If one considers absolute value of the serum prolactin level, the results are different (see Table 3). The majority of the patients have serum prolactin level above the upper limit of normal (>18.1 ng/ml) after a SPS, CPS, or CPS with secondarily generalization. The actual percentages are 55% for SPSs, 66% for CPSs, and 86% for GEN. However, as shown in Table 3, patients with NESs (14%) also show an abnormally high value of serum prolactin after an event. At baseline, serum prolactin level was high in 5% of NESs, 10% of SPSs, 33% of CPSs, and 16% of GEN subjects.
Table 3. High serum prolactin level and its relation to various types of seizures
| ||Seizure type|
|Baseline serum prolactin|| || || |
| Increased (>18.1 ng/ml)a||4 (5%)||3 (10%)||26 (33%)||12 (16%)|
| Normal (≤18.1 ng/ml)||72 (95%)||25 (90%)||52 (67%)||64 (84%)|
|Postictal serum prolactin|| || || |
| Increased (>18.1 ng/ml)||11 (14%)||11 (55%)||42 (66%)||67 (86%)|
| Normal (≤18.1 ng/ml)||70 (86%)||9 (45%)||22 (34%)||11 (14%)|
There was a significant relation between seizure type and seizure duration (SZDUR; F(3, 260) = 10.40, p < 0.01). Post hoc Tukey tests showed that NESs had a much longer mean seizure duration (318 s) than did SPSs, CPSs, and GEN types (63, 98, and 116 s, respectively), which did not differ. There was no relation between seizure type and LAPSE (time between the seizure and blood collection).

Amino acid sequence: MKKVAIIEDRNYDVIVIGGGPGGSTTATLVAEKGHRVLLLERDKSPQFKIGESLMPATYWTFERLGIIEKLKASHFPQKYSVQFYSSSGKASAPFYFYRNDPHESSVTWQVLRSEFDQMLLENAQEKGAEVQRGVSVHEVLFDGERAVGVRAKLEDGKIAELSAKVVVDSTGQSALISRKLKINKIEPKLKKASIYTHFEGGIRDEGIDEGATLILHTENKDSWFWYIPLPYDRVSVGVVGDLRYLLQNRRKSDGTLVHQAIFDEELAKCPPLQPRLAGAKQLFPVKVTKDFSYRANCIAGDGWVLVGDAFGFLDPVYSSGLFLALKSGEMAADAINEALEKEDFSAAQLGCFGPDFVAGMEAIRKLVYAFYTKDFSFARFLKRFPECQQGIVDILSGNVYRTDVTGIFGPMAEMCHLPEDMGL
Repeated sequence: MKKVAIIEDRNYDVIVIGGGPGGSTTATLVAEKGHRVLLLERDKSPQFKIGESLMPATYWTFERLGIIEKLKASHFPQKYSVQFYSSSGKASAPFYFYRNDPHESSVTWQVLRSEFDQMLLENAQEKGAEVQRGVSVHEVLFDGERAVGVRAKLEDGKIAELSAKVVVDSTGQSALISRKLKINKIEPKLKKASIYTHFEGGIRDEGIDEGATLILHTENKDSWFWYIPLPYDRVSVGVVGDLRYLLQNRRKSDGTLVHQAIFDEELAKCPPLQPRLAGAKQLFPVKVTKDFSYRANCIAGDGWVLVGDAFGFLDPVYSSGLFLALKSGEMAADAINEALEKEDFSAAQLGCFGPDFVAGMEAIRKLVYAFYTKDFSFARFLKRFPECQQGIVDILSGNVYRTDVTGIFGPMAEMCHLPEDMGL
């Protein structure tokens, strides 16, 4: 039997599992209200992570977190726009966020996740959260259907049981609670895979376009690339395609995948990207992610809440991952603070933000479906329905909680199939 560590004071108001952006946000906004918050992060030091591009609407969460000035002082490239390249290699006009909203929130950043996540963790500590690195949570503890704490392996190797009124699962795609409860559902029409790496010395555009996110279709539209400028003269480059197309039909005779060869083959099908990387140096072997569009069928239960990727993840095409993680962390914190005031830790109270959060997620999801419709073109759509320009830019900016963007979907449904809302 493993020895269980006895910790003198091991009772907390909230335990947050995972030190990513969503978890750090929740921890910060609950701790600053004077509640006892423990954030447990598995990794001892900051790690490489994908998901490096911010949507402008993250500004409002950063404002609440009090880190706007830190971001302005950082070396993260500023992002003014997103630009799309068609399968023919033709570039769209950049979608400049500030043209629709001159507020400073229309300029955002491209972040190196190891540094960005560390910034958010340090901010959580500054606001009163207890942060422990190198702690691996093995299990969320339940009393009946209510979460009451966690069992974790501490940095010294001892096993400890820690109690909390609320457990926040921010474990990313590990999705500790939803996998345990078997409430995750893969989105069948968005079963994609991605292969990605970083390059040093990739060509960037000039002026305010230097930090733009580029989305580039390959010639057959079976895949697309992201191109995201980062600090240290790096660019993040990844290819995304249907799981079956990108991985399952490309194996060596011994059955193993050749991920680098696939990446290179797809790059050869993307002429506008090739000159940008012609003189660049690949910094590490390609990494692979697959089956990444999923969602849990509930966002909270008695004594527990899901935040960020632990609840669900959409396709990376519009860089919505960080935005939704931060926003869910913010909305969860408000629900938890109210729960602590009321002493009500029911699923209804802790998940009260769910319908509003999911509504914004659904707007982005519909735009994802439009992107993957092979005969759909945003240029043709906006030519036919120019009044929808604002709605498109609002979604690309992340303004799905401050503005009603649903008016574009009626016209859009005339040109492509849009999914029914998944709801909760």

Mean change in WBC (postevent WBC minus baseline WBC; DWBC) for the seizure types is shown in Fig. 1. Overall, there was a significant relation between seizure type and DWBC [F(3, 189) = 27.81, p < 0.01). Post hoc Tukey tests showed that the GEN seizures showed a mean increase in WBC that was significantly greater than that of any other seizure type. CPSs also showed an (smaller) increase, but it was significantly greater than only that shown by NESs.
Mean change in serum prolactin (postevent prolactin minus baseline prolactin; DPRL) for the seizure types is shown in Fig. 2. There was a significant relation between seizure type and DPRL [F(3, 185) = 14.83, p < 0.01). Tukey tests showed no differences between GEN, CPS, and SPS, but all three seizure types showed a significant increase in prolactin relative to NES.